Stained Glass (Excerpt from “Copperhead”)

After a frustrating, yet moving service, Minister Bully returns to her small office to open the note she found in the church hymnal. It was folded, yet slightly exposed as the hymnal rested on the shelf of the pew in front of her.

Bully’s breath catches in her throat at the sight of her daughter’s name.

 

To: Min. Bully

From: Copperhead

Those men you share the pulpit with, they don’t intend to give you that freedom you crave. They don’t mean to give any of us freedom. And you know it. I know you know it.

You are the same woman who, with utmost certainty, declared: “Men, they mean you no harm because they don’t mean to see you as equal. Their own kindness, because that’s what they’d call it, will never let you speak as clear as the dainty glass they think you are.”

You are the mural those kind men try to cover when they recognize their true stature.

Don’t allow their kindness (because that’s what you’d call it) to leave you as melted sand. Let their so-called kindness temper you, mama. On the day stained glass speaks, it will speak with your voice.

#bully, #copperhead, #letter, #water

Excerpt from “Copperhead”

Dear Min. Bully Montgomery,

We come from generations of women, infatuated with misnaming our wounds. Our wounds are not signs of valor, as well you know. Our wounds are survival’s happenstance.

Certainly, you agree that ‘daughter’ has been a recurring wound for the women in our family. Daughter was indeed an unexpected wound for you, Bully. That’s why you named me Copperhead.

 

What would you say to me at odd moments, such as prayers before sleep? Oh, yes. “From the moment you were conceived, I knew because I cried out to God. I asked him why had I been forsaken,” you would say as I nestled in my thin covers. “It was sharp and immediate, your conception. As if a pit viper had struck in the dark. I bled and bled, I hurt and hurt, but didn’t know why.”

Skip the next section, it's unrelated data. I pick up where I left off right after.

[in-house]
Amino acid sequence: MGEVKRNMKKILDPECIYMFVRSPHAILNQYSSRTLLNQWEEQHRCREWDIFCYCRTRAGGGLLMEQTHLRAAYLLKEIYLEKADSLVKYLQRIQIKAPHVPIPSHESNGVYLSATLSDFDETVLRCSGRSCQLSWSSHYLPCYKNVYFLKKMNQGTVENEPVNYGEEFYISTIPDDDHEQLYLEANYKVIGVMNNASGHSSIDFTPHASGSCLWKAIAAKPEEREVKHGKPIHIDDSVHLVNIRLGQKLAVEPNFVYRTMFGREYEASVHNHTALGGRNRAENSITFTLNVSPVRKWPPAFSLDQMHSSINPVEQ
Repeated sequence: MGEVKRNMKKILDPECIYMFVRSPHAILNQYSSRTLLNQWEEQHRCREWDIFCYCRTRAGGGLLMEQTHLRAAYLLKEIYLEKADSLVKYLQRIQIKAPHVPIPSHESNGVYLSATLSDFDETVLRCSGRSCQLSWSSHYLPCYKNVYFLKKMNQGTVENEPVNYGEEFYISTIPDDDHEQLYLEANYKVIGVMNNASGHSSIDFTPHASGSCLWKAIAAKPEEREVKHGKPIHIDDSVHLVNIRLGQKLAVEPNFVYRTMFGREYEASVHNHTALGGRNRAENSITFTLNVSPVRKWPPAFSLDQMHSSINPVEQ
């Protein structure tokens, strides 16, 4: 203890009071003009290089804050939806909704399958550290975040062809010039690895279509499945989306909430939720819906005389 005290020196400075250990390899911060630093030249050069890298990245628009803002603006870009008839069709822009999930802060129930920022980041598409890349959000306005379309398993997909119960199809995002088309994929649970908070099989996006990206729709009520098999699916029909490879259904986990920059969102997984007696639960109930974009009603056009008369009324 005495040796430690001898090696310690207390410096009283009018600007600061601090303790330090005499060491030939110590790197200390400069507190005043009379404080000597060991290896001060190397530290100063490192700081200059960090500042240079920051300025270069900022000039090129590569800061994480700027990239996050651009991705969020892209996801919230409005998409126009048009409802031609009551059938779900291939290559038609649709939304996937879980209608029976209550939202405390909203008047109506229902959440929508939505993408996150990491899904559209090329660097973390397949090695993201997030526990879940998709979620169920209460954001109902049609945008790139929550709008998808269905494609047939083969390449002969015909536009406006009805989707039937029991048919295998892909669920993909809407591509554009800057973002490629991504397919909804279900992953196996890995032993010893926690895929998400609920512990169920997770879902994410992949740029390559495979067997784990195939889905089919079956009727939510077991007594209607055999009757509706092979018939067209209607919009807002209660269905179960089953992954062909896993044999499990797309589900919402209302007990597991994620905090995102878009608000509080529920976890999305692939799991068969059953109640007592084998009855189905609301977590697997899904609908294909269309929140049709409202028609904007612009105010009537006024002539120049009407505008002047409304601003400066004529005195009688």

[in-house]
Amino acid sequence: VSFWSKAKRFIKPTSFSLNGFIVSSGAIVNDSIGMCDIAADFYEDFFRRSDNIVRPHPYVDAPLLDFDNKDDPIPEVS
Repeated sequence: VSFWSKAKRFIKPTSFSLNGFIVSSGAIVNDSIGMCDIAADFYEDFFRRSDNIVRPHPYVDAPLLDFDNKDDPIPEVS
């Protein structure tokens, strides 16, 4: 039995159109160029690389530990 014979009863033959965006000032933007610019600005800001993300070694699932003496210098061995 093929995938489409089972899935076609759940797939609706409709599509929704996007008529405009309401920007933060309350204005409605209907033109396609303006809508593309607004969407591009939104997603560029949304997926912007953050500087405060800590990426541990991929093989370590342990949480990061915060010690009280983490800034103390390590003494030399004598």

And you are afraid, I know, because you still bleed.

(Excerpt from “Copperhead” by R. Person)

 

You are no woman with an issue of blood. You know that, don’t you? You are merely a woman. Undeniably a woman. You still bleed, though your breasts are lower than the sadness in your eyes. When bearing a child should be a distant memory, you still flow like a teenage girl. You have a habit of seeing curses where blessings bloom.

You know, it’s ironic mama. I understand what you meant long ago. Remember, when I was 4 and you said, “Copperhead, even when you smile, the things you say knick the bone.” And mama, do you remember what you asked me back then? You said, eyes averted, “Since you know so much little girl, what is your father’s name?”

The burning sting of your slap still echoes on my cheek. Good thing I am still “as dark as sin,” right?

I never understood, until now, why my cheek burned so. You asked, mama, and I only answered honestly. But, I get it now. It wasn’t my face you slapped, it was my father’s. He always did tell you the truth.

Copperhead

#black-stories, #copperhead, #fiction, #literature, #prose, #short-story, #stories